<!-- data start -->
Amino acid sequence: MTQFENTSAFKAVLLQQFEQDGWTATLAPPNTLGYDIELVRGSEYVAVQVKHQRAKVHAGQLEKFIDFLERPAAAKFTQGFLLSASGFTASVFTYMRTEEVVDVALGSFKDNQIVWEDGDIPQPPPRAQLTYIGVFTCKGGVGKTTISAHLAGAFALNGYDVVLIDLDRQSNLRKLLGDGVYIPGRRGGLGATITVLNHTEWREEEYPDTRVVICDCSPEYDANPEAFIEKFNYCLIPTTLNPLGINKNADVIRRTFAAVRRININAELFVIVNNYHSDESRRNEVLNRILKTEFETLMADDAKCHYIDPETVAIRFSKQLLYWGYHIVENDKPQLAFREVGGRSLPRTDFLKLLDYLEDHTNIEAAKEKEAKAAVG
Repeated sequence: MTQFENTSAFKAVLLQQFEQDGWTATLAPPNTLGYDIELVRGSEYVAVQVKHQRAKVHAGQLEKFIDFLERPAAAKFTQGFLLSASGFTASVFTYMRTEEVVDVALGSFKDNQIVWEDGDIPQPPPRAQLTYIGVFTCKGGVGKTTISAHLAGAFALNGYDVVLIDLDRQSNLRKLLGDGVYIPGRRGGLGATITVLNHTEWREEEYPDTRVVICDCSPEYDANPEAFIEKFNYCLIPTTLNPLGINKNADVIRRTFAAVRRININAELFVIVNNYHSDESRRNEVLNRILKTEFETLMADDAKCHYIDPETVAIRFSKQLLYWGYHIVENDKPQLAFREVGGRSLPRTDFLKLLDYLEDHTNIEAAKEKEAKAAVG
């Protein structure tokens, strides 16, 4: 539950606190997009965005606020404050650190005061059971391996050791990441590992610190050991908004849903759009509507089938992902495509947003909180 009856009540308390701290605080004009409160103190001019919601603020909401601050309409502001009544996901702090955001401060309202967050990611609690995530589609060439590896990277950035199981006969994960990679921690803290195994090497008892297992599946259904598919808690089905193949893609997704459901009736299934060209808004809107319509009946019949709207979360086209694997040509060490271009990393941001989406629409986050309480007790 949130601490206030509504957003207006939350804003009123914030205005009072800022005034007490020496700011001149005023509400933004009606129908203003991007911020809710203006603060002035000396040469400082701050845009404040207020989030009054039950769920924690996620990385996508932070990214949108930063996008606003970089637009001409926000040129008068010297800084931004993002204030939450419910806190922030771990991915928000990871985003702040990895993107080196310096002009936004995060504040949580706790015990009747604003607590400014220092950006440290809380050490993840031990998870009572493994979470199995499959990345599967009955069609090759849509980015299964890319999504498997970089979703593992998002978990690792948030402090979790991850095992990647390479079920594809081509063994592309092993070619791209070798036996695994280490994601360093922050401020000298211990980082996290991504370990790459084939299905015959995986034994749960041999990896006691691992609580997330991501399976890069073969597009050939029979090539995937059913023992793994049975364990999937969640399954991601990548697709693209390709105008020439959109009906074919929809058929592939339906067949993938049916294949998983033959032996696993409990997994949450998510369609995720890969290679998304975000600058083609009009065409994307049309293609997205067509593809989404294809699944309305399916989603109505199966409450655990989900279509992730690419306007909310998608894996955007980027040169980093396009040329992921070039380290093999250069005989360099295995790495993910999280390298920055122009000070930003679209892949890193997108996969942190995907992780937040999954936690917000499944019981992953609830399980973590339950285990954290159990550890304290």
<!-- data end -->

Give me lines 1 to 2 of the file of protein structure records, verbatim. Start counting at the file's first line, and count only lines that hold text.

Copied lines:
Amino acid sequence: MTQFENTSAFKAVLLQQFEQDGWTATLAPPNTLGYDIELVRGSEYVAVQVKHQRAKVHAGQLEKFIDFLERPAAAKFTQGFLLSASGFTASVFTYMRTEEVVDVALGSFKDNQIVWEDGDIPQPPPRAQLTYIGVFTCKGGVGKTTISAHLAGAFALNGYDVVLIDLDRQSNLRKLLGDGVYIPGRRGGLGATITVLNHTEWREEEYPDTRVVICDCSPEYDANPEAFIEKFNYCLIPTTLNPLGINKNADVIRRTFAAVRRININAELFVIVNNYHSDESRRNEVLNRILKTEFETLMADDAKCHYIDPETVAIRFSKQLLYWGYHIVENDKPQLAFREVGGRSLPRTDFLKLLDYLEDHTNIEAAKEKEAKAAVG
Repeated sequence: MTQFENTSAFKAVLLQQFEQDGWTATLAPPNTLGYDIELVRGSEYVAVQVKHQRAKVHAGQLEKFIDFLERPAAAKFTQGFLLSASGFTASVFTYMRTEEVVDVALGSFKDNQIVWEDGDIPQPPPRAQLTYIGVFTCKGGVGKTTISAHLAGAFALNGYDVVLIDLDRQSNLRKLLGDGVYIPGRRGGLGATITVLNHTEWREEEYPDTRVVICDCSPEYDANPEAFIEKFNYCLIPTTLNPLGINKNADVIRRTFAAVRRININAELFVIVNNYHSDESRRNEVLNRILKTEFETLMADDAKCHYIDPETVAIRFSKQLLYWGYHIVENDKPQLAFREVGGRSLPRTDFLKLLDYLEDHTNIEAAKEKEAKAAVG